This time is my final time being a Young Adult Volunteer since I’m 25 years old. So I contacted Brandon and Seth, the YAV coordinators, as soon as I put in my application and asked, can you please make me a YAV captain for my final go around? I’ve been most excited about leading a team of college students. A lot of my team are actually first time YAVs so just being able to bring the excitement to them that I felt my first time is probably the most exciting thing for me.
I tell my YAVs, if you’ve ever heard of the three circles of comfortability where you have your inner safe circle where you don’t feel challenged at all and everything is wonderful, then the second circle is being challenged. I’ve tried to tell YAVs and participants alike that you need to step out of your comfort zone. If you’re an introvert, try your best to be a bit of an extrovert. If people want to high-five, just high-five them. Put yourself out there and be open to receiving the love that these Christians, that share the same faith as you, are trying to give you.
The first time I was at a Gathering was in 2010 as a participant. I was a sophomore in high school and my mom was an Adult Leader for our youth group. And I had a great time. I loved New Orleans. It’s probably one of my favorite cities in the country. As soon as I got home, I wanted to be a YAV. I wanted to be involved in whatever I could do at the next Gathering.
Then in 2012, I was 18, going into my freshman year of college, and my mom passed away. She was a huge driving force behind me getting involved in our church group and church in general. As soon as that happened, everything for me went completely downhill in terms of dealing with my faith and being involved with church.
When the opportunity came to be a YAV in 2013 I was super scared. I didn’t know how I was going to handle it. What was it going to be like for me to be in a place where my mom had been the force behind me the first time? And at one of the Mass Events they did an in memoriam for the church, for the past few years, and no one had told me that my mom’s picture was going to be on the screen with her name. No one told me. My pastor didn’t tell me, my dad didn’t tell me–and he was an Adult Leader at that Gathering.
I was sitting with my YAV team in the stands and I just started crying. And my team’s looking over at me, asking are you okay? And I said, no that was my mom up on the screen. They literally just dropped everything, every worry or stress that we were dealing with at the time was just gone, and they were wholly focused on picking me back up and reassuring me that everything was going to be okay, that I was going to be okay. We were still enjoying the Gathering, still enjoying our role. We were a team and teams stick together. It was a really hard moment but my team helped me through it.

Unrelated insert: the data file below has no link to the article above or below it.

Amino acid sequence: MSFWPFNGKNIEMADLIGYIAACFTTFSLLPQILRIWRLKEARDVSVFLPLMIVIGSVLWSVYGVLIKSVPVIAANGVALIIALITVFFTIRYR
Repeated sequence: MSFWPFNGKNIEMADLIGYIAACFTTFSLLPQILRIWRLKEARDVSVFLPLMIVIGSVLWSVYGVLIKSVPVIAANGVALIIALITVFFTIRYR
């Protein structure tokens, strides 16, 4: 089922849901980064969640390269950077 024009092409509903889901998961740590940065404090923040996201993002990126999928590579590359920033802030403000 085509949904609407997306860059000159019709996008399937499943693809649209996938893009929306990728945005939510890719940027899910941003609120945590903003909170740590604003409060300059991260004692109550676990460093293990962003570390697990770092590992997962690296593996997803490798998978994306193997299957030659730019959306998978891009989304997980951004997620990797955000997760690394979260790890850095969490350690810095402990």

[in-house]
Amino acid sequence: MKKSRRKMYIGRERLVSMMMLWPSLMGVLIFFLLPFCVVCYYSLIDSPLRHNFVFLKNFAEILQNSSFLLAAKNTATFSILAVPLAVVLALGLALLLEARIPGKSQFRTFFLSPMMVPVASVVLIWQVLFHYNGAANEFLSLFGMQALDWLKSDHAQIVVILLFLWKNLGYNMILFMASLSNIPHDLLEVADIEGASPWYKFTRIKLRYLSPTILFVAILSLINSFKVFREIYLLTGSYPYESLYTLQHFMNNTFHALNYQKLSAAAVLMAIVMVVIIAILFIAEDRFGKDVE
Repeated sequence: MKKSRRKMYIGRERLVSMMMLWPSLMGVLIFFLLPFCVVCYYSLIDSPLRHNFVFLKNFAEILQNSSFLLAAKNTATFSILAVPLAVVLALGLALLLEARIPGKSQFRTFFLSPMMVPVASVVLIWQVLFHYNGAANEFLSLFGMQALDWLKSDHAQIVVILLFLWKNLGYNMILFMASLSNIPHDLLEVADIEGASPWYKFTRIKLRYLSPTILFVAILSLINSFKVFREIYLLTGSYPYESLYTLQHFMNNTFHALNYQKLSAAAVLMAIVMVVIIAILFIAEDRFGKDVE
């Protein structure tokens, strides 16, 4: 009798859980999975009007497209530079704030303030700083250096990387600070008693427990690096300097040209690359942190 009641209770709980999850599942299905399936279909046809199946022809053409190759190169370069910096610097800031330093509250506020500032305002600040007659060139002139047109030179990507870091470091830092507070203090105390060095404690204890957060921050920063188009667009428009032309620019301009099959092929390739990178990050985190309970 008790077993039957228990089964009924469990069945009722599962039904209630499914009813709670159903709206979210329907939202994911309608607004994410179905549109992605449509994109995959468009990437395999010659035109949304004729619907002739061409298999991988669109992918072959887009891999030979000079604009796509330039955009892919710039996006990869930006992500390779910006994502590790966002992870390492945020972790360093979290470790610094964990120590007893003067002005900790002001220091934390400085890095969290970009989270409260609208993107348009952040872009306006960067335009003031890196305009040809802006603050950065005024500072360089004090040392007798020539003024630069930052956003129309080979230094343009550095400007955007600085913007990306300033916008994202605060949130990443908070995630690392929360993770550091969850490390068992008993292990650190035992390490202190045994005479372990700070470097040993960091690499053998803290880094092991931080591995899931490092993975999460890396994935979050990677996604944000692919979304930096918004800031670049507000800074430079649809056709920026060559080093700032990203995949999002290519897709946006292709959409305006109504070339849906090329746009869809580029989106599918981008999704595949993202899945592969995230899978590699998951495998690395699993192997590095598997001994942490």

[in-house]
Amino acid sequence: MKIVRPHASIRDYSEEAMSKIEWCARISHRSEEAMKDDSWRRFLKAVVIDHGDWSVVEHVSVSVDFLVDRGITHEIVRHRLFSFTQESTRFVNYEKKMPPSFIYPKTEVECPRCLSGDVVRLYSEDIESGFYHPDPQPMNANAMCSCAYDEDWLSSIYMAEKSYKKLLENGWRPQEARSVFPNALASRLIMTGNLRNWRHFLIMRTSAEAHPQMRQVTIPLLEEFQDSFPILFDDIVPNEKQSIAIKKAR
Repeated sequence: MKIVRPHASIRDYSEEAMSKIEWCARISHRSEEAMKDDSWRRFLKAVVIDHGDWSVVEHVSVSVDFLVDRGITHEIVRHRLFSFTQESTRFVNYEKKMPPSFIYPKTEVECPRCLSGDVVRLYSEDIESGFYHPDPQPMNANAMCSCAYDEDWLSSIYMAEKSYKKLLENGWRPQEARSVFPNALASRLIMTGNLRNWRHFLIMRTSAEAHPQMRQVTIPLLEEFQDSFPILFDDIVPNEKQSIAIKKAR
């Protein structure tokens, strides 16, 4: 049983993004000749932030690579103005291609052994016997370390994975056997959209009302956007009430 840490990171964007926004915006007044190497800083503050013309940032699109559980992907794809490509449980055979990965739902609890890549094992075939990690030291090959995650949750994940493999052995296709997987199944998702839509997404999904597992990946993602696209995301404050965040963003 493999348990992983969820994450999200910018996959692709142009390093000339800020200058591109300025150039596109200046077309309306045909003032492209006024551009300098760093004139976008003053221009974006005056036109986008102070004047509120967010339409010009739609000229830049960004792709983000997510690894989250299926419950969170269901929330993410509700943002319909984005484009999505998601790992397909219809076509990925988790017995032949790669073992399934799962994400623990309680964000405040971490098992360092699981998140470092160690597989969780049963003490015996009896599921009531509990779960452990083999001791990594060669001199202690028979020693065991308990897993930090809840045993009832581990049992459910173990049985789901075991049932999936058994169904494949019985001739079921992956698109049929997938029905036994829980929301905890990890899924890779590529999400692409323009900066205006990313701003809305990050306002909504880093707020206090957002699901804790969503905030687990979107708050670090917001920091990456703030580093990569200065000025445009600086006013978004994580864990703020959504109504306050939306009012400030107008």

This Gathering, I have orange clothespins with different verses on them that I wrote down that have to do with either dealing with anxiety, dealing with depression, finding strength through faith, and coming to God with any issues that you’re having. These verses really helped me out whenever I was going through pretty dark times. I feel like they’ll be incredibly helpful for the youth that I hopefully pin them on.
I know there are youth here who are going through tough times, who are dealing with stuff at home, who have had a parent or someone they love pass away, and they’re probably unsure about their faith.
When my mom passed away, I know I was questioning, “Why, God, why did this happen to me?” I just want to help them see that they can turn to their faith in times of hardship.
What would my mom say if she saw me as a YAV? What would she say if she saw me as a YAV the FIRST time! We’re three times in now, so… the first time she was probably proud that I even had the guts to put myself out there and be willing to profess my faith with a bunch of college kids that I didn’t know, that I just met, that we had to show up and they basically found out cold turkey what had happened to me.
This time feels a lot different for me, being in a position to serve as a team captain for YAVs and play the role that my YAV captains played for me of being a leader and giving guidance. I feel like she would be incredibly proud of that.
I actually have my confirmation verse tattooed on me. It came up at my mom’s funeral. It’s Romans 8:31, “What, then, shall we say in response to these things? If God is for us, who can be against us?” At the time it was a testament to my faith being so shaken to its core and needing to be rebuilt and needing to have me place my trust and faith in God at all times. To this day, I’m still living that real present faith, that living faith as the church calls it.
I hope the participants learn to step outside of their comfort zone. For the past two or three years, they’ve been fundraising and doing Bible studies and having discussions with their groups, so they’re perfectly comfortable being with their church youth groups. But then you put them in an environment where there’s 20,000 plus other youth who share the same faith and beliefs, and it’s important for them to come out of that shell and make friends and talk to other people in general.
When they walk into the stadium for the first time, I really hope they feel the same way I felt in 2010. Absolute chills. Wow, these people all believe the same thing I do! I hope they open up and let their faith come out of them and that they can show others that yes, this is what I believe and this is what I feel.
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